Last year, a Chilean nanny filed a damning lawsuit claiming that an Upper East Side socialite couple forced her into indentured servitude, denying her food and medication. That lawsuit has been in dispute ever since—a judge dismissed the case due to "rampant inconsistencies," but also required that the family pay over $6,000 in back pay—but the legal troubles have led to a unique problem for 30-year-old Malu Custer Edwards and her 37-year-old husband Micky Hurley: they can't leave Italy.
The Times breaks out the world's smallest violin as they report that the couple and their three children have been unable to leave Italy since going for a three-week vacation in August. The family has been refused re-entry by the State Department due to the ongoing lawsuit—more specifically because they were allegedly engaged in "human trafficking" (though they have neither been charged nor admitted to doing so).
The family is frustrated:
“'Well, what’s so bad about Italy?'” Ms. Edwards asked, repeating a question she has heard from friends. “Well, just wait until you are anywhere in the world, and you think you’ll be there a couple of weeks, and then be told you can’t go back to where your life is.”
School started in New York without the family. Back home, “the children have their friends, their toys, their clothing,” Ms. Edwards said. “You come on vacation with your summer clothes, and all of a sudden it’s colder.”
Edwards told the Post that the lawsuit by nanny Felicitas del Carmen Villanueva Garnica has been a nightmare for them: "We have received hate mail and even death threats from the lies that were said about our children and ourselves," she said. "We just want to return to our current lives in New York." The couple also received criticisms after emails were released that paint Hurley as a pretentious rich snob.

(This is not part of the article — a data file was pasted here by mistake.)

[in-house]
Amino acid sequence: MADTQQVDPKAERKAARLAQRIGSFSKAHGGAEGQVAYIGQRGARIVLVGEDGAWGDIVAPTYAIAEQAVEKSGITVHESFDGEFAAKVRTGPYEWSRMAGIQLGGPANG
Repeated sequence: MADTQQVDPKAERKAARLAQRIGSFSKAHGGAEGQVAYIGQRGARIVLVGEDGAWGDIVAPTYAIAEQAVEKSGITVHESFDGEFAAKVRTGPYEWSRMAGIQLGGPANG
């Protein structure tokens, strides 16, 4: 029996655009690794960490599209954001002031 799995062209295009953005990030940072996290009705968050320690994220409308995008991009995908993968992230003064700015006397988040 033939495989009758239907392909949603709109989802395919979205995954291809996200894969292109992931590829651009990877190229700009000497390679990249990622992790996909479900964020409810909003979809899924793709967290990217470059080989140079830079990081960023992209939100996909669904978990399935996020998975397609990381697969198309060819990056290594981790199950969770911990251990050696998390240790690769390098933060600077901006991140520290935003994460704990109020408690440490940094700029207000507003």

In her lawsuit, Garnica claimed she was brought to America with an illegal passport “under false pretenses and for the purpose of unlawfully compelling her to care for their young children.” She says she was only paid $800 monthly, equal to just $2 per hour, despite being promised $10 an hour (plus health insurance, medical care, food, clothes and lodging). There were also accusations of being berated, belittled, and locked in her room; those more incendiary accusations have been contradicted however.
Certainly it's an unpleasant situation, but having said, Italy seems like a pretty okay place to be stuck, as long as you avoid any yuppies who talk about taking the past, putting it into a room, locking the door and never going in there.